Memorial of Abbots of Cluny

Today we celebrate the holiness of five Benedictine abbots from Cluny: Odo, Majolus, Odilo, Hugh and Peter the Venerable. What was their secret?  One historian writes that these saintly and richly gifted abbots all preached a single form of monastic life, that of St. Benedict’s Rule interpreted with human sympathy and a liturgical bias. It was at a time when monastic life was regarded as a sure means of salvation and as an essential element in the life of the Church.1 The combined tenure of two of these saintly abbots was 115 years: St Odilo was abbot for 55 years, and St. Hugh followed him for 60 years.  

What happened to Cluny which was only 64 miles south of Citeaux?  A thousand years ago nearly fifteen hundred monastic communities were subject to Cluny and for five hundred years its abbey church was the largest in Christendom, taking second place only when St. Peter’s was built in Rome.  During the first two hundred years these five holy abbots were as influential as any president or statesman of our own times.2   So, what happened to Cluny?  The French Revolution destroyed it and all the other religious communities in France.  Then why did the monks of Citeaux survive the great destruction?  Because of another holy abbot, Dom Augustin de Lestrange.  But that’s another story.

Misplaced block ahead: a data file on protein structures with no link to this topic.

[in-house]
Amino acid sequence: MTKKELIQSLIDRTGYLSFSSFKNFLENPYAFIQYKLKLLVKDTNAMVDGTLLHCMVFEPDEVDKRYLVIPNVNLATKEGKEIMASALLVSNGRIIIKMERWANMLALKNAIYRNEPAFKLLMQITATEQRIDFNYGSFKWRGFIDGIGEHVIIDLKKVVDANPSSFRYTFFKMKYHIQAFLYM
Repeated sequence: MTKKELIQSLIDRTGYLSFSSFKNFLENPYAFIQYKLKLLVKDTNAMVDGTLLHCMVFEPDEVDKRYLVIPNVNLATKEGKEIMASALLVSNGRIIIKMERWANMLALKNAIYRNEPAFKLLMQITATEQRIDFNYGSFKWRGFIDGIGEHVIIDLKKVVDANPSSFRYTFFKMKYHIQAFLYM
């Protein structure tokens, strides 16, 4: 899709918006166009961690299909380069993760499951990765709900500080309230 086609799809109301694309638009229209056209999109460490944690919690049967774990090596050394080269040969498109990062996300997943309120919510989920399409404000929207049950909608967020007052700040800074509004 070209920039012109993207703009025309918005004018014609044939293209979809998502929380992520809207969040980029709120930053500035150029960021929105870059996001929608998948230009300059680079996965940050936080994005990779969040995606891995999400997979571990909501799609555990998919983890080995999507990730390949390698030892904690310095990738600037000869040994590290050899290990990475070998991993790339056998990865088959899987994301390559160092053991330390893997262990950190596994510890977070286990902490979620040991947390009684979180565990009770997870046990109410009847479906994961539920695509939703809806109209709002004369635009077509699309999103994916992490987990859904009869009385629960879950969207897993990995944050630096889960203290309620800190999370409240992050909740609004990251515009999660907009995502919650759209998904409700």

1. Concilium, Sept/Oct. 1974, The Future of Religious Life, McGraw-Hill, p. 24.
  2. Edwin Mullins, Cluny: In Search of God’s Lost Empire, Blue Bridge Books, NY, 2006, p. 1.